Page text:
By Courtney Bourgoin
It started with a blame game between government officials. Now, many want to know whether the Flint water crisis was fueled by racism and classism.
And according to environmental justice experts, these social drivers of environmental disasters are more than a Flint problem. They’re Michigan’s reality.
While Flint suffered the consequences of corroding pipes and lead poisoning that followed, Detroit residents are bringing attention to severe air quality concerns within the city.
These problems are really about disconnected state policy, said David Holtz of the Michigan Sierra Club. In Flint, “it was uncaring objectivity. They objectified the problem and never saw it in human terms. They never elevated the problem to what it actually was.”
“There were never any lab tests done, as far as I know, to test the water’s corrosive ability,” said Susan Masten, a civil and environmental engineering professor at Michigan State University.
The failure to conduct such tests violates the lead and copper rule in the federal Safe Drinking Water Act, Masten said. The rule requires protective barriers on pipes to prevent corrosion, according to Michigan’s Department of Environmental Quality.
And whose fault was the negligence? It’s a complicated question that neither Holtz nor Masten attribute to a single person or agency.
But “we do know residents were ignored and probably considered ‘troublemakers’ when they brought up the issue,” Holtz said. “The people of Flint did everything they could. They shouted. They went to city hall. They protested.”
The case shows the urgent need to improve the dialogue among government officials, agencies and these communities, said Guy Williams, president of Detroiters Working for Environmental Justice. “Our officials need to improve their environmental literacy for this sake.”
Williams and the Detroiters Working for Environmental Justice are included in the Michigan Environmental Justice Coalition. The group focuses on increasing awareness about environmental burdens like air pollution, toxic waste dumping and subpar water quality that are often placed on impoverished cities of color.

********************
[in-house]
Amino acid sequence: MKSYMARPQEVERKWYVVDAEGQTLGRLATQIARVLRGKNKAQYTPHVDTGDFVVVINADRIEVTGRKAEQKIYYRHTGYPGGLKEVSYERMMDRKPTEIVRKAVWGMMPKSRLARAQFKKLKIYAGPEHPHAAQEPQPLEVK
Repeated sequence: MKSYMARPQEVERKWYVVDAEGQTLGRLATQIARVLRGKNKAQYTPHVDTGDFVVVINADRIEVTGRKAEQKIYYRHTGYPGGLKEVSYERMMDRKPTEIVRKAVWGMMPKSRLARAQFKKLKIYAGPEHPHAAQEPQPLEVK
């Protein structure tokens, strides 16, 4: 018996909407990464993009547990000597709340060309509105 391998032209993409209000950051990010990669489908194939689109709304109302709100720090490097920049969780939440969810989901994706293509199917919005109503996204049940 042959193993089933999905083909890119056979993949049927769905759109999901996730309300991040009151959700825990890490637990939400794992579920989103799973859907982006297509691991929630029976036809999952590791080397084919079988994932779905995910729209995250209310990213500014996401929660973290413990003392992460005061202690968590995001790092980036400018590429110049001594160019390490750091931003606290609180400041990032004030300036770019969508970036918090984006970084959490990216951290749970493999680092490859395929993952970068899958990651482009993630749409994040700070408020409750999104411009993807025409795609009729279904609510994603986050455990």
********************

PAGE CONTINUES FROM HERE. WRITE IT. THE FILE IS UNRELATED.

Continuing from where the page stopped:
Whether it’s corroding pipes in Flint, air toxins from the state’s only oil refinery in Detroit or polluting steel factories in Dearborn, these issues deserve attention, Williams said. “It’s taxing for citizens to become so deeply informed about this many complicated issues.”
His job includes placing responsibility for awareness on government officials.
The coalition released an Environmental Justice Plan, which was finalized in 2010 but never implemented by Gov. Rick Snyder, Williams said.
The project brought together universities, state agencies and non-governmental organizations in creating a plan that would limit the environmental burdens of economic development in minority communities, Williams said.
The whole idea is that “you don’t see these kinds of problems in towns like Ann Arbor and West Bloomfield,” Holtz said. “If [Flint] and [Detroit] weren’t poor and cities of color, it’s hard to imagine these issues happening.”
Despite the plan’s failure of implementation, there’s increasing academic research about environmental disparities and the need to protect more vulnerable communities, Williams said. While his team focuses on Detroit’s situation, the policy they endorse would have statewide implications.
A part of that plan involves pushing the state to enforce stricter-than-federal regulations on air pollution. Current national policy considers and regulates pollutants individually, failing to recognize the effects of exposure from multiple kinds, Williams said.
“In a place like Detroit, we are a total poster child for the effects of multiple exposure air pollution,” Williams said. “No other cities have such a busy international crossing, steel plants, the state’s only oil refinery and multiple coal-fired power plants that creates a massive air pollution problem.”
The group will soon release a Clean Air Action Plan that more accurately addresses Detroiters’ concerns. Only systemic change on the state level will prevent environmental crises like those happening in Flint and Detroit, Williams said.
“Whether mistakes were made or things were done intentionally [in Flint], we don’t know,” Williams said. “If [the state] were more proactive towards concerns raised, we wouldn’t be in this mess.”
Both Holtz and Williams say they’re hopeful that a better, more transparent democratic system can lead to solutions.
The Flint water crisis “gives us a real opportunity to step back, examine and bring real democracy to people who haven’t had it for years,” Holtz said.